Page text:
Engineers need to get more creative in their approach to design and additive manufacturing (AM) systems by taking inspiration from the way humans grow and develop, say researchers at the University of Birmingham.
In a new paper, published in The International Journal of Advanced Manufacturing Technology, teams from the University’s School of Engineering and Centre for Human Reproductive Science have proposed a design approach for AM, otherwise known as 3D printing, which opens a world of potential for the development of new materials and products.
Dr Lauren Thomas-Seale, lecturer in Engineering Design and Principle Investigator of the project, explains: “Although we refer to it as additive manufacturing, traditionally engineers learn to design parts based on a long history of subtractive manufacturing. This leads to well-acknowledged constraints in design creativity. Additive manufacturing has to break out of this inertia if it is to reach its full potential in both design and as a fundamental technique.”
Dr Jackson Kirkman-Brown, Reader in Human Reproductive Biology, and co-author on the paper, says: “While using biological inspiration in engineering design is commonplace, studying the growth of humans and translating this to advanced manufacturing systems offers a whole new perspective. The way in which biological systems develop from incrementally adding cells to form tissues and organs, which both grow and modulate each other to function in synergy, is the epitome of sophisticated AM.”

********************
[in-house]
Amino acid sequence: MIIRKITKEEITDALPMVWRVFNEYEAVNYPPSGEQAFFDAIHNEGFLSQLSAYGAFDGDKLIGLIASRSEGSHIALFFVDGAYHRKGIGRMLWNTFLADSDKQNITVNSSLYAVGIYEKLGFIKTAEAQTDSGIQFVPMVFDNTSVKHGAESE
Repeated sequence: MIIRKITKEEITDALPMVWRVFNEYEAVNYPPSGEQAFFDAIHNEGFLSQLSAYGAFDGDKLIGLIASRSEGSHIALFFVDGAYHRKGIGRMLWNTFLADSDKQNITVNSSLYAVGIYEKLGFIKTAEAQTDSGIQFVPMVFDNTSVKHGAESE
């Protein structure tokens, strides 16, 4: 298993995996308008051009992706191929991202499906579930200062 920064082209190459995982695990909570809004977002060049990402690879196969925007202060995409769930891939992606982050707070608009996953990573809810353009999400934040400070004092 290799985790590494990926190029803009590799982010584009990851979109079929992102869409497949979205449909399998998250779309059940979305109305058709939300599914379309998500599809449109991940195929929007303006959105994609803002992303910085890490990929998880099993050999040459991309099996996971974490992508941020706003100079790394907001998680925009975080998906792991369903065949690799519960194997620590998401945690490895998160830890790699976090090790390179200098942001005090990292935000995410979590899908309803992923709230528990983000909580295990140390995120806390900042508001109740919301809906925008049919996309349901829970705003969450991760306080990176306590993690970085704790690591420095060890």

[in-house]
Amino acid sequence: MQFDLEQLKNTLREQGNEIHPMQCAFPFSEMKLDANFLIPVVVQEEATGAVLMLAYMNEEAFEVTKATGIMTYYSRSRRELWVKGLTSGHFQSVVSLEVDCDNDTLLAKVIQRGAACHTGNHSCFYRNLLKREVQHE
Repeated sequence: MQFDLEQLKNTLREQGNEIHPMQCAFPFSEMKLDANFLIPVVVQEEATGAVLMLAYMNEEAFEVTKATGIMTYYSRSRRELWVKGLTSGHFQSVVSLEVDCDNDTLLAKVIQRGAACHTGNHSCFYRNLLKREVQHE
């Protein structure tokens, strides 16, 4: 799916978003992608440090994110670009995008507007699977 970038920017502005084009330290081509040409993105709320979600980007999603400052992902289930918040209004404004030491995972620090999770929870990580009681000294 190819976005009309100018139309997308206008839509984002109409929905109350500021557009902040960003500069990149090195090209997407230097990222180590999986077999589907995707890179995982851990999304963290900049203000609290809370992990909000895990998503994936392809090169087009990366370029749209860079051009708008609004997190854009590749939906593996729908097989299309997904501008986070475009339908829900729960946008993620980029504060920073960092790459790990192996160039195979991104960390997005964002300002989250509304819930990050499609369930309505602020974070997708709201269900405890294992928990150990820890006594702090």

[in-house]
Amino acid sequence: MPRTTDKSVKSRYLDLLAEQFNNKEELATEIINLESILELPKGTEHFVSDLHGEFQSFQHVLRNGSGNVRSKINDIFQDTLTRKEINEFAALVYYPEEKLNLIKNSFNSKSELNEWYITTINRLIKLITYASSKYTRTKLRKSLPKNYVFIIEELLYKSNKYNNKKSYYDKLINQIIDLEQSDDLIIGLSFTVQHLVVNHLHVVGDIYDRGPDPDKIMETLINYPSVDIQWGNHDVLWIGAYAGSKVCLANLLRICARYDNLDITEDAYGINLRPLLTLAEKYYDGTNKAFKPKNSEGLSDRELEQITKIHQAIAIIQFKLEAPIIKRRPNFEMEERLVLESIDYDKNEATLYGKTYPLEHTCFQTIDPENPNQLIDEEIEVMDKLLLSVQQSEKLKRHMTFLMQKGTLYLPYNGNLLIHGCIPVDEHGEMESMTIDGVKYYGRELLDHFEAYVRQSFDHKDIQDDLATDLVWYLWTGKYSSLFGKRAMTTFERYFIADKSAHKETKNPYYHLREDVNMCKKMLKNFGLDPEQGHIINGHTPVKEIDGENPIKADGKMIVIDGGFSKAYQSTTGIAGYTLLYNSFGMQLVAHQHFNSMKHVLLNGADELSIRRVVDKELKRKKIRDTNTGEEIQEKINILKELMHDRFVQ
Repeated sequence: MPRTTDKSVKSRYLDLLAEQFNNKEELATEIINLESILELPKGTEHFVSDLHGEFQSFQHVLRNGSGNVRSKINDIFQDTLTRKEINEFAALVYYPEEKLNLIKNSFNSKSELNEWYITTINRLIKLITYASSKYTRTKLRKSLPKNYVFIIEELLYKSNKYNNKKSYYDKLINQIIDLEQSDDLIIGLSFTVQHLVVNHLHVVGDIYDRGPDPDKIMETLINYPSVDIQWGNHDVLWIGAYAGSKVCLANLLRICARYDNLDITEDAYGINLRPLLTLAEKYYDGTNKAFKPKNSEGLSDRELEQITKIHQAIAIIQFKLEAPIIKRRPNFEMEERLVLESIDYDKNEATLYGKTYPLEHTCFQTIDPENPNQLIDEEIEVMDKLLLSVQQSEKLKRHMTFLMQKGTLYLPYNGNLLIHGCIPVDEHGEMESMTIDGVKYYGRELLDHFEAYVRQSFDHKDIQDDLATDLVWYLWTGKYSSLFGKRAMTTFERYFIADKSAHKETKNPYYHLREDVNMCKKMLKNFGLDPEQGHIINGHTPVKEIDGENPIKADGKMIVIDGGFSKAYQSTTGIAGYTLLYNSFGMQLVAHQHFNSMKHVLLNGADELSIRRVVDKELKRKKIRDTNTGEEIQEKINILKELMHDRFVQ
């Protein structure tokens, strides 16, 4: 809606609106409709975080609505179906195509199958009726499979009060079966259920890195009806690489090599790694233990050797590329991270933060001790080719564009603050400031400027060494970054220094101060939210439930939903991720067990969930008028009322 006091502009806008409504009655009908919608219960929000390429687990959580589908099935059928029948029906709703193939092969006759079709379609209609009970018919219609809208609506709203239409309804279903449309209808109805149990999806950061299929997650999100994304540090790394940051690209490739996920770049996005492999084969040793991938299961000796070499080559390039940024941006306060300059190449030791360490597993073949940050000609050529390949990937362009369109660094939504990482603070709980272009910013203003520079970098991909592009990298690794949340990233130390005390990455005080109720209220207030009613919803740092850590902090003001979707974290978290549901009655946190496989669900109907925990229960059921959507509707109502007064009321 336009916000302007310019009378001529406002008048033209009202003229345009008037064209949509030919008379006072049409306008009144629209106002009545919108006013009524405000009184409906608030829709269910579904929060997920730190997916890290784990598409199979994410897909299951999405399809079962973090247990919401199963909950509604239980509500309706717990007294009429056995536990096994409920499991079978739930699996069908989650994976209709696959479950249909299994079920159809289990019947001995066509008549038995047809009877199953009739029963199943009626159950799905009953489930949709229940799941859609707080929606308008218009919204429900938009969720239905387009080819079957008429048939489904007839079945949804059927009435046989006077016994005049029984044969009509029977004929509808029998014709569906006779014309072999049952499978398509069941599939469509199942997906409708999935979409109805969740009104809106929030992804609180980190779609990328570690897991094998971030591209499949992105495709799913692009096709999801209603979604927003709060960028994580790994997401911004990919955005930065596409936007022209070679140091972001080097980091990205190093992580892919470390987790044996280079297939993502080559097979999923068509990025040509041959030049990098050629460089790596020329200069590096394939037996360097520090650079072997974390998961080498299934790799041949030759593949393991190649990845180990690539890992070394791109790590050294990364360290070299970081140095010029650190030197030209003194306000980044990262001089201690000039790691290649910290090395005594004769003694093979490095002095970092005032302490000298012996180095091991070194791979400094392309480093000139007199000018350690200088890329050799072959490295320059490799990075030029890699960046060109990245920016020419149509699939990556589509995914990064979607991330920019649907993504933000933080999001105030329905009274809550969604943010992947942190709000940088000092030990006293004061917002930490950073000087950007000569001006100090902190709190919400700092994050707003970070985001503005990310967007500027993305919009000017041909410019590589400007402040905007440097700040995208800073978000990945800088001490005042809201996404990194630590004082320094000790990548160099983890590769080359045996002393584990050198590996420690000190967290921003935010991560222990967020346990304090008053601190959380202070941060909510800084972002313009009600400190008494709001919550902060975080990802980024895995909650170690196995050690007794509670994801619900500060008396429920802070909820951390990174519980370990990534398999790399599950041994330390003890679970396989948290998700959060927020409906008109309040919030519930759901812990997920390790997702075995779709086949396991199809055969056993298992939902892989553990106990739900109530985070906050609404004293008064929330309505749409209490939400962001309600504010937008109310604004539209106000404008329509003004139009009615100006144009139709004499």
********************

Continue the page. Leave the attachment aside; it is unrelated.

The study outlines how growth processes of the foetus change over time i.e. the duration of pregnancy. These processes are fundamental to the development of the human. Yet, the 'growth' of an AM part during manufacture, is limited to where the material is deposited or fused. Therefore time can be considered an unutilised variable in design for AM. The authors propose Temporal Design for AM as a new approach that will unleash the potential of time through the additive build, to create new materials and parts for AM.
Dr Thomas-Seale elaborates: “Looking towards radically different avenues for inspiration, is required not only to create real change in the way we approach design but also represents a more holistic approach, which is important to avoid the fragmented development of the technique that ultimately mean new products face a much more difficult and costly route towards commercialisation.”
This research was funded by the Royal Society.